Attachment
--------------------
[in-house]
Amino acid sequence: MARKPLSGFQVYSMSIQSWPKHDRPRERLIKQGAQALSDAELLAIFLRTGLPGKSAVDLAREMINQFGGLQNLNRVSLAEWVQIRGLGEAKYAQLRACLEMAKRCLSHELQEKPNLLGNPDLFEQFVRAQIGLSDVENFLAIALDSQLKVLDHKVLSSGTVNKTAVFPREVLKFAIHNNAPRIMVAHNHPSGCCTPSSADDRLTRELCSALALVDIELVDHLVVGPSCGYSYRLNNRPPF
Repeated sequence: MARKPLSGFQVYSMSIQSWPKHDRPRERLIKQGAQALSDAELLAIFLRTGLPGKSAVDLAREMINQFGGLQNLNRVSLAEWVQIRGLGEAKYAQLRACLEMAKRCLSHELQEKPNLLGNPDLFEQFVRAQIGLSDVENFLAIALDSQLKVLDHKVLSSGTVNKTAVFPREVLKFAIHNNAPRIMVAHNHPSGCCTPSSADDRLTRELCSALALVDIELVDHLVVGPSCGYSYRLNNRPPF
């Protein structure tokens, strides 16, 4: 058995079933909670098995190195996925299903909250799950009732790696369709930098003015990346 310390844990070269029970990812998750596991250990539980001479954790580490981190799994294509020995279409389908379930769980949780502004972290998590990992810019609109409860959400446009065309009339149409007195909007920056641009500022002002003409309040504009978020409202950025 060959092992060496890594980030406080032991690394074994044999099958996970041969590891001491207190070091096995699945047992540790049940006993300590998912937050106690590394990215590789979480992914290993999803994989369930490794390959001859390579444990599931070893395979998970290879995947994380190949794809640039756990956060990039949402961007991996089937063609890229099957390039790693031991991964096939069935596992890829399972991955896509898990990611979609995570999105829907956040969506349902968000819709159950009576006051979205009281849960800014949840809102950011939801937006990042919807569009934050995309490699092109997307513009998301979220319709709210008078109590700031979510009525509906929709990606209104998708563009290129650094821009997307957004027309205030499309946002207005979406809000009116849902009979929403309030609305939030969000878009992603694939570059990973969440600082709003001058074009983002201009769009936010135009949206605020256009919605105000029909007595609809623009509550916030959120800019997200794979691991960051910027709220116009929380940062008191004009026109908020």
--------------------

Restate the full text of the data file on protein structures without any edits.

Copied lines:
[in-house]
Amino acid sequence: MARKPLSGFQVYSMSIQSWPKHDRPRERLIKQGAQALSDAELLAIFLRTGLPGKSAVDLAREMINQFGGLQNLNRVSLAEWVQIRGLGEAKYAQLRACLEMAKRCLSHELQEKPNLLGNPDLFEQFVRAQIGLSDVENFLAIALDSQLKVLDHKVLSSGTVNKTAVFPREVLKFAIHNNAPRIMVAHNHPSGCCTPSSADDRLTRELCSALALVDIELVDHLVVGPSCGYSYRLNNRPPF
Repeated sequence: MARKPLSGFQVYSMSIQSWPKHDRPRERLIKQGAQALSDAELLAIFLRTGLPGKSAVDLAREMINQFGGLQNLNRVSLAEWVQIRGLGEAKYAQLRACLEMAKRCLSHELQEKPNLLGNPDLFEQFVRAQIGLSDVENFLAIALDSQLKVLDHKVLSSGTVNKTAVFPREVLKFAIHNNAPRIMVAHNHPSGCCTPSSADDRLTRELCSALALVDIELVDHLVVGPSCGYSYRLNNRPPF
């Protein structure tokens, strides 16, 4: 058995079933909670098995190195996925299903909250799950009732790696369709930098003015990346 310390844990070269029970990812998750596991250990539980001479954790580490981190799994294509020995279409389908379930769980949780502004972290998590990992810019609109409860959400446009065309009339149409007195909007920056641009500022002002003409309040504009978020409202950025 060959092992060496890594980030406080032991690394074994044999099958996970041969590891001491207190070091096995699945047992540790049940006993300590998912937050106690590394990215590789979480992914290993999803994989369930490794390959001859390579444990599931070893395979998970290879995947994380190949794809640039756990956060990039949402961007991996089937063609890229099957390039790693031991991964096939069935596992890829399972991955896509898990990611979609995570999105829907956040969506349902968000819709159950009576006051979205009281849960800014949840809102950011939801937006990042919807569009934050995309490699092109997307513009998301979220319709709210008078109590700031979510009525509906929709990606209104998708563009290129650094821009997307957004027309205030499309946002207005979406809000009116849902009979929403309030609305939030969000878009992603694939570059990973969440600082709003001058074009983002201009769009936010135009949206605020256009919605105000029909007595609809623009509550916030959120800019997200794979691991960051910027709220116009929380940062008191004009026109908020």